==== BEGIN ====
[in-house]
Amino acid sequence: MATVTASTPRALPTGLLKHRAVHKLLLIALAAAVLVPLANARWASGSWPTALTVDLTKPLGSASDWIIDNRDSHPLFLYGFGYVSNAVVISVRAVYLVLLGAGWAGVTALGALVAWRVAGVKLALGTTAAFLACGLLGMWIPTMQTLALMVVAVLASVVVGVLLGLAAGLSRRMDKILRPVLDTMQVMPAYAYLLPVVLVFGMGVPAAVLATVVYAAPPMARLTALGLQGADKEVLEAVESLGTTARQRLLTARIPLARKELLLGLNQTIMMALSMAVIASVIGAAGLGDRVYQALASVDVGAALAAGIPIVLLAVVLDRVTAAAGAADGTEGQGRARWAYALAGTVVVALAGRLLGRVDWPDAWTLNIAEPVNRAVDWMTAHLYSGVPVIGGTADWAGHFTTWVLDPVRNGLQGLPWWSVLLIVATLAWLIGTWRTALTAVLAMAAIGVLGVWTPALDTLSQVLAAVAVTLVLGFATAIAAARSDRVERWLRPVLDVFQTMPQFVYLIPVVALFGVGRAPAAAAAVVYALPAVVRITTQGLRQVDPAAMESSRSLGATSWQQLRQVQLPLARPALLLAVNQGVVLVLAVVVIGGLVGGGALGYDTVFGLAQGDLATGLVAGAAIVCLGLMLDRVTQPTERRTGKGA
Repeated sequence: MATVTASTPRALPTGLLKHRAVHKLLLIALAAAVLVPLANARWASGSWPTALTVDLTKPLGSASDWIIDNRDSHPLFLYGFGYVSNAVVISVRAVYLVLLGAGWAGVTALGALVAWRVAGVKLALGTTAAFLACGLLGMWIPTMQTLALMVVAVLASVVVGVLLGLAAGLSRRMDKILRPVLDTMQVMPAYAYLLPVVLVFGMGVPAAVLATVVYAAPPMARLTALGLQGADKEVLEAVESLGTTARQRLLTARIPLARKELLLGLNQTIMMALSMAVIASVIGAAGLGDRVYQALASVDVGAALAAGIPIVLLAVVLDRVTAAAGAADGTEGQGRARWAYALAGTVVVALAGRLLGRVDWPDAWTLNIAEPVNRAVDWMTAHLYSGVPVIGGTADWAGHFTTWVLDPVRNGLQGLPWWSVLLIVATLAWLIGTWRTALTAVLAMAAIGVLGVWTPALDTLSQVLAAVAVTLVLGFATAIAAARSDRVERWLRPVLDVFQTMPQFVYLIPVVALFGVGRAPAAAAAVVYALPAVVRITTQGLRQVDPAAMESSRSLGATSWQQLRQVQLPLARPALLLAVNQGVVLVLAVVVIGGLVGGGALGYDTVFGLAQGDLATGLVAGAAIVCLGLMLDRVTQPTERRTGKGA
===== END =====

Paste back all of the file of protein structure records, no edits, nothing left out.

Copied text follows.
[in-house]
Amino acid sequence: MATVTASTPRALPTGLLKHRAVHKLLLIALAAAVLVPLANARWASGSWPTALTVDLTKPLGSASDWIIDNRDSHPLFLYGFGYVSNAVVISVRAVYLVLLGAGWAGVTALGALVAWRVAGVKLALGTTAAFLACGLLGMWIPTMQTLALMVVAVLASVVVGVLLGLAAGLSRRMDKILRPVLDTMQVMPAYAYLLPVVLVFGMGVPAAVLATVVYAAPPMARLTALGLQGADKEVLEAVESLGTTARQRLLTARIPLARKELLLGLNQTIMMALSMAVIASVIGAAGLGDRVYQALASVDVGAALAAGIPIVLLAVVLDRVTAAAGAADGTEGQGRARWAYALAGTVVVALAGRLLGRVDWPDAWTLNIAEPVNRAVDWMTAHLYSGVPVIGGTADWAGHFTTWVLDPVRNGLQGLPWWSVLLIVATLAWLIGTWRTALTAVLAMAAIGVLGVWTPALDTLSQVLAAVAVTLVLGFATAIAAARSDRVERWLRPVLDVFQTMPQFVYLIPVVALFGVGRAPAAAAAVVYALPAVVRITTQGLRQVDPAAMESSRSLGATSWQQLRQVQLPLARPALLLAVNQGVVLVLAVVVIGGLVGGGALGYDTVFGLAQGDLATGLVAGAAIVCLGLMLDRVTQPTERRTGKGA
Repeated sequence: MATVTASTPRALPTGLLKHRAVHKLLLIALAAAVLVPLANARWASGSWPTALTVDLTKPLGSASDWIIDNRDSHPLFLYGFGYVSNAVVISVRAVYLVLLGAGWAGVTALGALVAWRVAGVKLALGTTAAFLACGLLGMWIPTMQTLALMVVAVLASVVVGVLLGLAAGLSRRMDKILRPVLDTMQVMPAYAYLLPVVLVFGMGVPAAVLATVVYAAPPMARLTALGLQGADKEVLEAVESLGTTARQRLLTARIPLARKELLLGLNQTIMMALSMAVIASVIGAAGLGDRVYQALASVDVGAALAAGIPIVLLAVVLDRVTAAAGAADGTEGQGRARWAYALAGTVVVALAGRLLGRVDWPDAWTLNIAEPVNRAVDWMTAHLYSGVPVIGGTADWAGHFTTWVLDPVRNGLQGLPWWSVLLIVATLAWLIGTWRTALTAVLAMAAIGVLGVWTPALDTLSQVLAAVAVTLVLGFATAIAAARSDRVERWLRPVLDVFQTMPQFVYLIPVVALFGVGRAPAAAAAVVYALPAVVRITTQGLRQVDPAAMESSRSLGATSWQQLRQVQLPLARPALLLAVNQGVVLVLAVVVIGGLVGGGALGYDTVFGLAQGDLATGLVAGAAIVCLGLMLDRVTQPTERRTGKGA